I’ve got to hand it to the writers of American political attack ads. They’re masters at amassing information that’s sufficiently tethered to the truth to pass legal muster, then manipulating it into a misleading mess.
The ad — like a similar one released last month and popping up ad nauseam on YouTube and cable TV channels — references Radinovich’s 14-year record of minor driving violations and, more recently, of allowing parking tickets to pile up while he ran Minneapolis Mayor Jacob Frey’s 2017 campaign. He’s had 18 parking tickets since 2010 and four speeding tickets since 2009.
That record is presented as “18 crimes, 30 traffic violations” and five driver’s license suspensions, all relating to late payments of fines. Parking tickets aren’t technically crimes under Minnesota law, a point the Radinovich campaign’s attorney made in letters to TV stations last week asking that the ad be pulled from the air. Still, it’s close enough to the truth for the first ad to earn an A-minus on KSTP-TV’s Truth Test.
What is nowhere close to the truth is the latest ad’s conclusion that Radinovich has “spent his life running from the law.”
It goes further. With a mysterious image of a foil-contained flame on screen, it intones, “The cops even charged Radinovich with possession of drug paraphernalia.”
When Radinovich was 18 and a student at Macalester College, he was pulled over by law enforcement in Crow Wing County for failing to signal a turn. The cops found a marijuana pipe in his car. The result: two petty misdemeanors, both dismissed, though they resulted in one of the driver’s license suspensions the ad mentions.
So the ad is true. It’s also indecent in the eyes of anyone who’s aware of the heavy burden that Radinovich, now 32, carried in his late teens.
As a junior in high school, Radinovich came home one afternoon to the sound of a gunshot and discovered the bleeding body of his younger brother, who had attempted suicide. His fast action likely saved his brother’s life. He then missed months of school to stay with his brother while he was hospitalized in the Twin Cities.
A worse blow came almost a year later. While Joe was competing at a Knowledge Bowl meet, his step-grandfather murdered his mother, then killed himself.
Radinovich tried to carry on with the life he’d planned and enrolled in college that fall. But his emotional recovery from those blows was far from over. A dark time followed, he told me last week. Stability finally came when he was back in his hometown after leaving Macalester, employed by the Crosby-Ironton school district and working with a student who had also experienced trauma at home.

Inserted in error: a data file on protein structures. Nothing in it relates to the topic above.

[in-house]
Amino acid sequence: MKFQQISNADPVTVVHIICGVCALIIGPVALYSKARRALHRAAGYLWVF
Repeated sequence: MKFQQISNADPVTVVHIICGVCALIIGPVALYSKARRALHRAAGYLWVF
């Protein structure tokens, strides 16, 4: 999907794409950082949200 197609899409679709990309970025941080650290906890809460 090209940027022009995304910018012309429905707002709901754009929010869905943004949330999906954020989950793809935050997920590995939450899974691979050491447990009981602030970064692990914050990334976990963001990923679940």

Helping others gave him a sense of purpose that propels him still. “More people deal with the types of circumstances I did than we sometimes realize. More people ought to have the type of second chance that I had to realize a better life. I’d like to help make that happen,” he said.
Radinovich has made no secret of his family’s story, but he doesn’t broadcast it, either. When it comes up, he talks about how his experience influenced his record as a single-term legislator and his platform as a candidate for Congress. For example, he says, he favors Medicare for all in part because he knows how much his family needed the health insurance his dad’s union electrician job provided. He favored marriage equality as a legislator — knowing many of his constituents disagreed — because he was sensitive to the high suicide rate among LGBTQ young people. “I cared about the gay kids at Crosby-Ironton,” he said.
I’d say those references to his back story are in keeping with what Minnesota voters want and expect from their elected officials — which is the opposite of the use political admeisters make of the histories of those who run for office. Radinovich isn’t whining. He sees the pounding he’s taking from the Republican ads as a test of character, one he hopes he’s passing.
But he’s not all that’s being tested. Democracy is, too.
Around the country, both parties and their independent-expenditure allies broadcast ads that weaponize the most painful parts of candidates’ life stories. Their deployers offer a simple justification: Attack ads work.
They’re right. But they work in the same way steroids do in medicine. They can make a patient stronger in the short term. But their long-term use puts the patient at serious risk.
After several decades of a steady election-year diet of attack ads, their damage to democracy is clear. They make politics seem unsavory and mean-spirited. Voter disengagement and low turnout result. They drive an ever-deeper wedge between political parties, fueling the belief that the opposite party is not just wrong, but evil. Extreme polarization and an inability to govern result. They convince people that all politicians are crooks and unsavory characters. Tolerance for truly dangerous personalities results.
Radinovich described the consequences well. “This is what makes people cynical about politics,” he said. “It demeans the important work that people do in public service. And a lot of people have said to me, ‘This is why I won’t run for public office.’ ”
Awareness of the long-term effects of personal attack ads evidently isn’t sufficient to stop them. But voter rejection of them would do the job. And Minnesota would be a fine place for a backlash to start.
Lori Sturdevant is a Star Tribune editorial writer and columnist. She is at firstname.lastname@example.org.